Now you leave the fabric store.

Where Have We Been?!

So the Ninja Gang, as you might have noticed, has been rather dormant in terms of blog activity as of late. Below is an explanation, which includes an update as to what’s happening with us.

Senioritus.

That’s the overarching factor. You see, the most active writers on this blog are Zepher and Raven. Both of them are seniors. They are busy pretending to not have enough time for this blog, or for schoolwork. And while it’s true that we do have tons of other stuff going on, it’s mostly a lack of inspiration. I’ll give an update on each individual.

Zepher – She’s up to her usual stuff, really. She’s preparing for graduation and college and keeping her grades up, and occasionally takes breaks from this sort of work to practice her chimney-sweeping hobbies.

Raven – Also preparing for graduation and college. She has taken on some major projects that she’s trying to finish, and is generally frustrated with life, which is dreadfully mundane in all its busyness. Despite this, she has not neglected to keep up with her daily fire-dancing routine.

T. – She does little else than schoolwork, as she now has night school on top of everything else. There, she hangs out with vampires. She sleeps an awful lot, like normal.

Hugo – He’s been playing Pokemon at tournaments. And working as an inter-galactic ambassador, as usual. It pays well, and he’s hoping to eventually use the money for his college education. Aren’t we all proud of Hugo and his travels as a representative for our meek planet?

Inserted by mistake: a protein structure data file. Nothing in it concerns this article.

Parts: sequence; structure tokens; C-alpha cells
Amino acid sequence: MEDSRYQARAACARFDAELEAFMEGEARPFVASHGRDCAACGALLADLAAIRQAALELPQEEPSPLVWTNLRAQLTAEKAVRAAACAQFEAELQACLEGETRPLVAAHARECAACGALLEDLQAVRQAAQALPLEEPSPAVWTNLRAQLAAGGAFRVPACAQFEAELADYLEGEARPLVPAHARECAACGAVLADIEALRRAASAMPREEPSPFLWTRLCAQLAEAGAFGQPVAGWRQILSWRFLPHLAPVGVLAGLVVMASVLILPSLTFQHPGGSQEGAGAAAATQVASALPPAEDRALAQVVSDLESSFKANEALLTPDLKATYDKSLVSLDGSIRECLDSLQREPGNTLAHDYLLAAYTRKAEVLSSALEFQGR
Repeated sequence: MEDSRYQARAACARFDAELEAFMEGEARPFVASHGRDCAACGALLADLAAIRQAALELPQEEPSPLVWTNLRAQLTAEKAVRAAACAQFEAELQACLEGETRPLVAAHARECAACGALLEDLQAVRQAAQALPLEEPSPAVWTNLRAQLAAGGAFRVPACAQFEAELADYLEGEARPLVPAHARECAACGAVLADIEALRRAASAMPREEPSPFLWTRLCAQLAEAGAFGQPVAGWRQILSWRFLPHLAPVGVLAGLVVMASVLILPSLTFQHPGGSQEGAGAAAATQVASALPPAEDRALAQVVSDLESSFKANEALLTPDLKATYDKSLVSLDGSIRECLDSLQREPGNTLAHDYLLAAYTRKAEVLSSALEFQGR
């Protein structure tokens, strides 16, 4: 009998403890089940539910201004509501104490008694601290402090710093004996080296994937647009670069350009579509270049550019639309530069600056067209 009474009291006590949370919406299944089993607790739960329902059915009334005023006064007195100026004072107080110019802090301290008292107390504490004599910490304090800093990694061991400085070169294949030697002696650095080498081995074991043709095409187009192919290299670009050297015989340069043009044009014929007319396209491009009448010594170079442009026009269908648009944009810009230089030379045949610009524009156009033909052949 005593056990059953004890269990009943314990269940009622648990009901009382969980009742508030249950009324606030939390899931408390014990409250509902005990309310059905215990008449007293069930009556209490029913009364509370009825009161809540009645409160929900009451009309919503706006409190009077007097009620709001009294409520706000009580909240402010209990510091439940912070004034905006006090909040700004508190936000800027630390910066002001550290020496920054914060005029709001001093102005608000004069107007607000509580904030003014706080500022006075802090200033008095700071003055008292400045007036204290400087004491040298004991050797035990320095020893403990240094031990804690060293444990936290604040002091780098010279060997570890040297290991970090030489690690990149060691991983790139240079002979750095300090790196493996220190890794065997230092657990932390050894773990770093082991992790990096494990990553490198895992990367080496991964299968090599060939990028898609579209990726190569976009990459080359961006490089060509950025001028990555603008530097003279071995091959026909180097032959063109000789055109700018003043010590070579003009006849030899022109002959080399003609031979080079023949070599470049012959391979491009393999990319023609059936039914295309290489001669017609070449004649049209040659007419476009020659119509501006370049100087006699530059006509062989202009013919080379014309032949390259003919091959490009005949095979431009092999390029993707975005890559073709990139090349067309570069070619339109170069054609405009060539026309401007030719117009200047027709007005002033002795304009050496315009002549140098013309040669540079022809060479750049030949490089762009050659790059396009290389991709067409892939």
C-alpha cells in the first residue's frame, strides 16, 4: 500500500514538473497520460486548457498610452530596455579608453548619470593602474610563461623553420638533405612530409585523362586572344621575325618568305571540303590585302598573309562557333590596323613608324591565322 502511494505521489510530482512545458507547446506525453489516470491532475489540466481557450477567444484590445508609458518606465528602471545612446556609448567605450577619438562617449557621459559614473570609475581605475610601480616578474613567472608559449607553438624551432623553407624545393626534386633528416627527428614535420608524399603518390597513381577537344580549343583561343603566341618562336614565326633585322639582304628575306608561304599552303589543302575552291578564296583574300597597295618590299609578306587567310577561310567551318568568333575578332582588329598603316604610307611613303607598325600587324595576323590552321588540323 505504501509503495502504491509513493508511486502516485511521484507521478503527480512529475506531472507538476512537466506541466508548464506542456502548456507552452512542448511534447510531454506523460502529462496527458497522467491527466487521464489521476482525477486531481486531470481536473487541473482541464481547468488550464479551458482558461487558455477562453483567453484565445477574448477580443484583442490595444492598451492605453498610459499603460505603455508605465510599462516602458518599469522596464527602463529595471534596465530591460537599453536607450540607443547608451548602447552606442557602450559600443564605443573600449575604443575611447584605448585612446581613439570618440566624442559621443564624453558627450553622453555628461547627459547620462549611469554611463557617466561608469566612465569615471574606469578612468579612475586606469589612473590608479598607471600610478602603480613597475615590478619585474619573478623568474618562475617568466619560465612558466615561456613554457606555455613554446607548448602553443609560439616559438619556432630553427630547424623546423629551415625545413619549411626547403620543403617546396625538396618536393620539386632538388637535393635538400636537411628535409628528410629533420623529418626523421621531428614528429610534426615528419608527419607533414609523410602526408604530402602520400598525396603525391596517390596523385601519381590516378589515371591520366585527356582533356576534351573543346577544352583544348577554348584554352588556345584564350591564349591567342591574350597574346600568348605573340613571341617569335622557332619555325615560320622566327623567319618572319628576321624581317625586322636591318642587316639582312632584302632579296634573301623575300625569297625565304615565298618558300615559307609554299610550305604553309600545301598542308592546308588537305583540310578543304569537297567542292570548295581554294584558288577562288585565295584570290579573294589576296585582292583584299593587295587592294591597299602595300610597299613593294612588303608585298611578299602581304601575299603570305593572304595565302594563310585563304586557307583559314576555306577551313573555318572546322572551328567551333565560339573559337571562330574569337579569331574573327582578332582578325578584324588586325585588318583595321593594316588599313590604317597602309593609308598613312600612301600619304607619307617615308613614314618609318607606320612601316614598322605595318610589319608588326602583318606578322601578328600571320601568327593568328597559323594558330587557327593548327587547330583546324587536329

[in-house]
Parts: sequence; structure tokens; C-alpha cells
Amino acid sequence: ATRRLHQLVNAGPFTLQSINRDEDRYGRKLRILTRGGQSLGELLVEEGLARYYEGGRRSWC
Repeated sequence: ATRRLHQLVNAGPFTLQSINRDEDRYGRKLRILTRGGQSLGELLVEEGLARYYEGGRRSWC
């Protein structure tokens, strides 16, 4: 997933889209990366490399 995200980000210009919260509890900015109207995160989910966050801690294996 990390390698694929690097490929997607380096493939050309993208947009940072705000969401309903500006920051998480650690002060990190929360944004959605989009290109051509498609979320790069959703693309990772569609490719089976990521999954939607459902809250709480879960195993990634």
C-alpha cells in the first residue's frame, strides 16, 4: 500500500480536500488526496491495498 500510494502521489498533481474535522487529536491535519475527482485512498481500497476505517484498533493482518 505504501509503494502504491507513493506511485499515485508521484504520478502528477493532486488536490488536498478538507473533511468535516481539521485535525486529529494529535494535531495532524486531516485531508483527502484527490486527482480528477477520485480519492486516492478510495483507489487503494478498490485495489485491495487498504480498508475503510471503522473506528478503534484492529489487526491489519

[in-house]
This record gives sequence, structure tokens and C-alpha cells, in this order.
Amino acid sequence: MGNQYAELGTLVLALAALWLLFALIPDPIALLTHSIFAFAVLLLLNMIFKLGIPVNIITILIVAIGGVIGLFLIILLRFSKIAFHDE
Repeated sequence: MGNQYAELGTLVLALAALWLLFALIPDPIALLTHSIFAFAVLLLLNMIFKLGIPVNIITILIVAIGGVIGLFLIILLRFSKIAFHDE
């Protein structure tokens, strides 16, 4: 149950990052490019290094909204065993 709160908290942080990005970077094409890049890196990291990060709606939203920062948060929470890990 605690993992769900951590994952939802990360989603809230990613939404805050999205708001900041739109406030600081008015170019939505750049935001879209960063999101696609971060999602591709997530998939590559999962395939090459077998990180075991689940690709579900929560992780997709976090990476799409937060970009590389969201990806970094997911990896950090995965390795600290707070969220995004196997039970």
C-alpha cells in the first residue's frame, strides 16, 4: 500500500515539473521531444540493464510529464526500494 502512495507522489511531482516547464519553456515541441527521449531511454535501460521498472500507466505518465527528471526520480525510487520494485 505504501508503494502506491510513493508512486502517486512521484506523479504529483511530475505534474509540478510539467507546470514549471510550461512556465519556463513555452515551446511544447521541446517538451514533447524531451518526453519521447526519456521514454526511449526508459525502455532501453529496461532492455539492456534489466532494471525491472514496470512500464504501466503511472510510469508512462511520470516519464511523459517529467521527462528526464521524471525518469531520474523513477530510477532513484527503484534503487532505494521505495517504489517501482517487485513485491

Thomas – He’s learning German. Cool, right? Also, he recently discovered a confidential secret regarding the practice of alchemy. However, because he’s highly secretive, we can’t reveal much else about him.

Due to the classified nature of Thomas’s life, I’m not allowed to put any sort of a picture here.

Aside from all of this boring day-to-day dullness, the cosplay season is just starting for us, and we’re all scrambling to finish our costumes and perfect our skit and things like that. And we all have spring fever. So that’s about all the excuse I can give. I can’t really guarantee when we’ll be posting like normal again, either. The thing is, we only want to write posts that are interesting. And nothing is really interesting right now.

How to Hold a Normal Conversation

Thomas should be the one writing this post–not me. I’m not particularly great with social interactions, which is strange because I’m the president of my student council and yada, yada, yada. I’m not the only one in the ninja gang that has this problem, either. I’m not going to name names, but there have been many a time the ninja gang has mused among themselves: “What do normal people talk about?” What do ordinary people talk about that doesn’t revolve around literature or a specific fandom?

I’ve found that it varies from person to person. For example, when my mother wants a conversation starter, she immediately talks about health issues–that is, all the things that are ailing everyone she knows. It seems to work rather well. Everyone she talks to about these health issues seems fascinated by broken bones, allergic reactions, surgeries, gluten intolerance, radiation treatment, and heart attacks. If you’re under the age of thirty-five, however, this tactic is likely not going to work for you. So lets move on to a few more realistic ways to start conversations.

1) “Did you do your homework?” and variations of such. This category covers anything school related, from “Isn’t that teacher a bore?” to “Gak! I can’t find Somalia on the map!” Of course, this will only work if the person you’re striking a conversation with goes to the same school you do. Thus, it is somewhat limited. I’d advise you to use it sparingly, because it can be a real downer and a bore, and it only goes so far, unless the assignment you’re talking about is really interesting. Cough.